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The Use of New Technology and Occupational Mobility: An Event History Analysis of the Swiss Labor Market

Listed author(s):
  • Axel Franzen
  • Ben Jann
Registered author(s):

The investigation of the consequences of new technologies has a long standing tradition within economics. Particularly, labor economists are wondering how the introduction of new technologies, e.g. Personal Computers, have shaped labor markets. Former research has concentrated on the question of whether on-the-job use of PCs creates a wage bonus for employees. In this paper, we investigate whether the use of PCs increases employees’ probability of an upward shift in their employment status and whether it reduces the risk of involuntary labor market exits. We do so by applying event history analysis to the Swiss Labor Market Survey, a random sample of 3028 respondents, and by analyzing a Panel sub-sample of 650 respondents conducted recently in Switzerland. Our results show that on-the-job use of PCs was beneficial for employees in the past by increasing their probability of an upward shift by approximately 50%. The analysis also suggests that PC use reduces the risk and duration of unemployment. However, these latter results fail to reach statistical significance.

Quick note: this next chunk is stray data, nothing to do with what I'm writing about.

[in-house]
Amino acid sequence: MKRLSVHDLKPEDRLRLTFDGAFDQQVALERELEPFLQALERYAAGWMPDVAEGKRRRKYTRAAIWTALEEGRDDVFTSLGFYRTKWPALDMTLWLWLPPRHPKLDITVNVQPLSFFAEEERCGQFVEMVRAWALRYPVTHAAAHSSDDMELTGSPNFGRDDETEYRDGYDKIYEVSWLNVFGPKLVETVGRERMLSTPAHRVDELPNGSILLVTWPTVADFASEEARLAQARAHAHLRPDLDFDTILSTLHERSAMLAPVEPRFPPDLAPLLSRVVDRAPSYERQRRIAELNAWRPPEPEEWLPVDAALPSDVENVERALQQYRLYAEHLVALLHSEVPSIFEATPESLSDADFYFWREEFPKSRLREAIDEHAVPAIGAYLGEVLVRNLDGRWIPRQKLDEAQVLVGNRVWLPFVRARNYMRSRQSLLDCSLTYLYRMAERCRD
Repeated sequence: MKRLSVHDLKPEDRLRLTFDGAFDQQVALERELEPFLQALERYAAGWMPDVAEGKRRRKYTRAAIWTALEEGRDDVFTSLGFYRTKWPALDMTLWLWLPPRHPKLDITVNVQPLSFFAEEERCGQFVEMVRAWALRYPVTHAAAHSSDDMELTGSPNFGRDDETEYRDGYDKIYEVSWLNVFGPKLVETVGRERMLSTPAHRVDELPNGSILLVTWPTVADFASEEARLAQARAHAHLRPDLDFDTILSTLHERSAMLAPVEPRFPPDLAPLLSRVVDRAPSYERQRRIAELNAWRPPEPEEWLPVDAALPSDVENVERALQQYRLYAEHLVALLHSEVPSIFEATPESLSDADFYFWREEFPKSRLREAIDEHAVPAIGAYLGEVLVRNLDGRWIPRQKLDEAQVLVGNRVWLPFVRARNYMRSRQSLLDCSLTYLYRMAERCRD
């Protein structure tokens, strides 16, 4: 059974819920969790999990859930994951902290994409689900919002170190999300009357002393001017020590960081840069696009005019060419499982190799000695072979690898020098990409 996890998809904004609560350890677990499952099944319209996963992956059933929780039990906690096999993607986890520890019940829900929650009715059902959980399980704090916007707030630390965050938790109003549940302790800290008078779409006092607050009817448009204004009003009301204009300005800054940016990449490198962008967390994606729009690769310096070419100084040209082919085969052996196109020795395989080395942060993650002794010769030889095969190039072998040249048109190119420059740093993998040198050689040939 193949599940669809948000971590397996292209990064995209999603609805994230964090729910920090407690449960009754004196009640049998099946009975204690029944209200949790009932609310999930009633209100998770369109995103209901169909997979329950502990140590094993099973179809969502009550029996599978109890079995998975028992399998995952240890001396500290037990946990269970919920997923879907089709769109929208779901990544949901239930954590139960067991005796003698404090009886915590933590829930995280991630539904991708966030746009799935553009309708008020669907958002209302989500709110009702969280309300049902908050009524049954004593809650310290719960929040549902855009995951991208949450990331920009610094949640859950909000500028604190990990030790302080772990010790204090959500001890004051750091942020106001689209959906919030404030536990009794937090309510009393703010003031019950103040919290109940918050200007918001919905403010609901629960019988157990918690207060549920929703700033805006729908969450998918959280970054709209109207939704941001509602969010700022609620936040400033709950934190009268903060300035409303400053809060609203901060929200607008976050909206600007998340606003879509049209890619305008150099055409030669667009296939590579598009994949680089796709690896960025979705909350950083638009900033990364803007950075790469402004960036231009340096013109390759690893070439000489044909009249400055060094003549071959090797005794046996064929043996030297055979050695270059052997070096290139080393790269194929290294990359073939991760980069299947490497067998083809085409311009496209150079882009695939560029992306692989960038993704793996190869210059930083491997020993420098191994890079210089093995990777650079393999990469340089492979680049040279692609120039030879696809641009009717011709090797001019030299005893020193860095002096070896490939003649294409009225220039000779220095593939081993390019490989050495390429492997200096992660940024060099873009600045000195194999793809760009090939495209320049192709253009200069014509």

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Article provided by Duncker & Humblot, Berlin in its journal Schmollers Jahrbuch.

Volume (Year): 124 (2004)
Issue (Month): 2 ()
Pages: 257-282

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Handle: RePEc:aeq:aeqsjb:v124_y2004_i2_q2_p257-282
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